I am fond of repeating the notion that Art exists inside of and as part of a culture. It is inextricable from that culture, and derives much of its value from it.
There was a man named Han van Meergeren who famously made some fake Vermeer paintings. They were very good fakes, lots of experts considered them authentic. Let us suppose for the moment that these paintings were and are the aesthetic and technical equal of genuine Vermeers. These paintings were extremely valuable when they were thought to be authentic, but their value dropped precipitously when the forgery was revealed.
One way to consider this is that the story behind the paintings ("Vermeer made this") lent value to the painting. The story, revealed to be false, is pried off the painting. A new, less desirable story ("Some rando made this"), adheres now to the painting, and the value of the painting is accordingly less. The painting has not changed, only the story. The price tag, without a doubt, lost a zero or two.
I do not know, but it would not surprise me to learn that van Meergerens have been rising in value over the decades, as this new story acquires a patina of romance and interest. Certainly it would be perfectly reasonable.
This goes up and down the scale. Alain Briot, writing for Luminous Landscape a few years ago, told us that selling a photograph is best done through stories. Tell the story of how you took the picture, and if it overlaps or intersects with the customer's story, you've got a sale. His picture of the Grand Canyon isn't a picture of a hole with a river in it, it's a picture of this one guy's memory of how he proposed to his wife just a few yards to the left of where the photograph was taken, just at sunrise.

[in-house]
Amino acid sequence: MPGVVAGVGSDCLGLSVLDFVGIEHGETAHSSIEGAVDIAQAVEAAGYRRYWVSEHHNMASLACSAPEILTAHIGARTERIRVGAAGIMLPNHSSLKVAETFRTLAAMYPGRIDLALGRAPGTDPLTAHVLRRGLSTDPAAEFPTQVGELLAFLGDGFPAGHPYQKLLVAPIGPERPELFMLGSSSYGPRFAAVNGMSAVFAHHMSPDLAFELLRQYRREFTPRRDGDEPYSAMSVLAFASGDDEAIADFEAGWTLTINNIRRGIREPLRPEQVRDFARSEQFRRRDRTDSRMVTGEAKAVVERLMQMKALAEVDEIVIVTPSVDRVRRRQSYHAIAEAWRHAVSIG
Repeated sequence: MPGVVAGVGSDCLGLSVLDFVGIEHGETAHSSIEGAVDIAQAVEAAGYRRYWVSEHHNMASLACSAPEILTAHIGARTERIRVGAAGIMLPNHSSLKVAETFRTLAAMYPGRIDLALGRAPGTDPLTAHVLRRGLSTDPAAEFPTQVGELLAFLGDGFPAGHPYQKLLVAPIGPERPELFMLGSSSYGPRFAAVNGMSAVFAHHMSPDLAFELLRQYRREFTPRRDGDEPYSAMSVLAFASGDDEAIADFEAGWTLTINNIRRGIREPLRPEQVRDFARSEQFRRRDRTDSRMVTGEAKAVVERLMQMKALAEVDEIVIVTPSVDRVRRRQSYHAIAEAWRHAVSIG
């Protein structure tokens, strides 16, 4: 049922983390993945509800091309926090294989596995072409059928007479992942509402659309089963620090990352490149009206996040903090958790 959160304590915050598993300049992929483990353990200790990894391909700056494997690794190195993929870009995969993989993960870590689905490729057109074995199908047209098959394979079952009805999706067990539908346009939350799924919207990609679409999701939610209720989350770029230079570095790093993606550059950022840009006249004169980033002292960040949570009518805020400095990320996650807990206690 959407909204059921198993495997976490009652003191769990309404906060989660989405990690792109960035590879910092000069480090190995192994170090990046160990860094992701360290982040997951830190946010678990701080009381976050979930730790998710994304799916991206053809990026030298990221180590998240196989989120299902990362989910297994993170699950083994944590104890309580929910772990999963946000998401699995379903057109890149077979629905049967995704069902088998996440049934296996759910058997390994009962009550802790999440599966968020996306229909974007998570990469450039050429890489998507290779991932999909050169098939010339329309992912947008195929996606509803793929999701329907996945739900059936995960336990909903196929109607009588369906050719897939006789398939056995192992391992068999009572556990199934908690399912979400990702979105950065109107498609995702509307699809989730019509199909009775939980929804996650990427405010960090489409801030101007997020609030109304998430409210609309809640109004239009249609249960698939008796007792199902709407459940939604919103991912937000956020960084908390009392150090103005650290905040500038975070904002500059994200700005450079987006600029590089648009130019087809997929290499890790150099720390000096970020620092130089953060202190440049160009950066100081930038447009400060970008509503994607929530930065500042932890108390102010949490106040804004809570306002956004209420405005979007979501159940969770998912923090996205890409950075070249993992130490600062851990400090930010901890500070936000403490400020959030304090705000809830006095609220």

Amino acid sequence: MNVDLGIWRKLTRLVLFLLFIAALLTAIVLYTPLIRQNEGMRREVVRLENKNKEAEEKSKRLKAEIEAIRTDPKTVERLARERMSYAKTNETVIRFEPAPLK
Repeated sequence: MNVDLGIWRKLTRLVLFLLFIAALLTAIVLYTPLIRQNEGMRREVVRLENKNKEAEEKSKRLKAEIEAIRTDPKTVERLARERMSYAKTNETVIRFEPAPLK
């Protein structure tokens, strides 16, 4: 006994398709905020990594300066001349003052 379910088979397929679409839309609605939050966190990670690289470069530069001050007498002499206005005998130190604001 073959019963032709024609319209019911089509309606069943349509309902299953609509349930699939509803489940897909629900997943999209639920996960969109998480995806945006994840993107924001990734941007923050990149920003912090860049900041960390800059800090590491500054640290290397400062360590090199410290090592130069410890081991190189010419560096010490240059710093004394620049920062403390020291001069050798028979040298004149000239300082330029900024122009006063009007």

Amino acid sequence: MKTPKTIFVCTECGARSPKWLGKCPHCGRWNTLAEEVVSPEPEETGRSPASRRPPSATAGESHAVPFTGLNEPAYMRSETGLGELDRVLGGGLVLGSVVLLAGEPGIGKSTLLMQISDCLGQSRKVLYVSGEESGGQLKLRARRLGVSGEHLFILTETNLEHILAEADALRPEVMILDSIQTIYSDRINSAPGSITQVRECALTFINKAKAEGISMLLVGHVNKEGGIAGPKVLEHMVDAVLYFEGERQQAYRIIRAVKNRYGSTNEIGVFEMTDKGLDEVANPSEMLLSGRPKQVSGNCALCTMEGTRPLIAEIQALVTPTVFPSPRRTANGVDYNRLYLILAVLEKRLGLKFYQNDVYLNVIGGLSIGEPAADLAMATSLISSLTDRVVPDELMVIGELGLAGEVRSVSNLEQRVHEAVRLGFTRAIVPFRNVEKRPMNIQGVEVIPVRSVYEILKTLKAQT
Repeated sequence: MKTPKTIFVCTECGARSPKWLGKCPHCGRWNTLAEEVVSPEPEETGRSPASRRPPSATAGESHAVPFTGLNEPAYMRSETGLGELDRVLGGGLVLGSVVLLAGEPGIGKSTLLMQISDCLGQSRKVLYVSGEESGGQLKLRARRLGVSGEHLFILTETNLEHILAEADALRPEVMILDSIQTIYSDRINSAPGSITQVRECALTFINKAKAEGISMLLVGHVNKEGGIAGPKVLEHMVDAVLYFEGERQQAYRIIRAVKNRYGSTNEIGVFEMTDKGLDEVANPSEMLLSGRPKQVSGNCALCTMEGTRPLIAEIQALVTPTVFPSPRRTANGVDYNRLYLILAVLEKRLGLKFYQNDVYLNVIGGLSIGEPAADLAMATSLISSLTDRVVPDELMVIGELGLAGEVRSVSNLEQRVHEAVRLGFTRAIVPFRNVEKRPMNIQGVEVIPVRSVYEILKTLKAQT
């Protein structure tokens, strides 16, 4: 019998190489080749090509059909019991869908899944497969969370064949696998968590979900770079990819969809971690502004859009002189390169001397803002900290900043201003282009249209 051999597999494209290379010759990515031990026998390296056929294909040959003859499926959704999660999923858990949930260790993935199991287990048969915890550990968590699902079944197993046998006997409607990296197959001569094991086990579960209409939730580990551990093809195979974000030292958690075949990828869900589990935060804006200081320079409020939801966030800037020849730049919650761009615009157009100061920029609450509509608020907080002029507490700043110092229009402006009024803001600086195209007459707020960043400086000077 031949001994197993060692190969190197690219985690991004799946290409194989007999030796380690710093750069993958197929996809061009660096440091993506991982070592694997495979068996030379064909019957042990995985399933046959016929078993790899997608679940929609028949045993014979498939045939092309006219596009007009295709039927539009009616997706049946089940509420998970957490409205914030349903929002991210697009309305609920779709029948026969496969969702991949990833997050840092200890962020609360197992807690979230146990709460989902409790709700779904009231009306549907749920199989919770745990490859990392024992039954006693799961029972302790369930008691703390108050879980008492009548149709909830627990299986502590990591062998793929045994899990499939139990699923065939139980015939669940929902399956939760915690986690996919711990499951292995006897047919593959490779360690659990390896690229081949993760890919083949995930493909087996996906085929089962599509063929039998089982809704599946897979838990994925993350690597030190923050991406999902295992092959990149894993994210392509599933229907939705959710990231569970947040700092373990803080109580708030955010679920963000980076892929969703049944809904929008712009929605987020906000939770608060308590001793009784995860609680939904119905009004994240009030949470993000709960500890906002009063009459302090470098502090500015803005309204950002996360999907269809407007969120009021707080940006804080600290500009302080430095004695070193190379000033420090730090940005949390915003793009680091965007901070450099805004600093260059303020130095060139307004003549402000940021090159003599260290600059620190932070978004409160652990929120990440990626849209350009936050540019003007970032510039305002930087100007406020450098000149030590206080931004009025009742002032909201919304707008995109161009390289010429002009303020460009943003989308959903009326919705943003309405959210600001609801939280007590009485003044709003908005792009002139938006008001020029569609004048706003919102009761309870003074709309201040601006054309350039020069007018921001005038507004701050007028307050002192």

Photographs, even more than paintings, rely on these stories, because they are themselves like stories. They are little slices of truth. The true story surrounding a photo is intimately tied up with the true story of the photographed, it is a natural extension of the true story the picture comes from. Set aside for this discussion that a photograph can also be bound up with an explicitly fictional story (fashion, Crewdson, etc.)
Capa's pictures of D-Day, the story of D-Day itself, and Capa's stories about the pictures he made, were all the same story. It is a powerful story, a genuinely historical moment, a moment all of the good guys could be proud of, could look back on with pride and honor. These stories are intricately connected to the value we find in the pictures he made there.
The fact that it turns out that Capa's little slice of the story is a pack of lies damages that value.
Coleman's work on this has ruffled a lot of feathers, angered some. Many are prepared to dismiss Coleman out of hand, because they cannot bear the thought that he might be right. Others are angered that Capa sought by way of his false story to ride on the shoulders of the true story to lend value to his pictures. Stolen Valor.
Capa's fabulism, though, does not change the larger story. It only damages his little slice of it. The larger story is safe. The pictures remain the same. Capa himself is dead and past caring.
The only thing that changes, really, is that the social value we place on his handful of frames is lowered. Like van Meergeren's "Supper at Emmaus" their social value has taken a dive. We are left with several uncomfortable realizations:
1. That we were fooled, and
2. That the value of these things does after all depend on the story.
But these, in the end, are OK. Everyone was fooled, so what? And, the value of things changes over time, it is inevitable. The stories evolve, or are lost entirely, and we recall only, maybe, that the object itself was valuable once, and then that too fades away.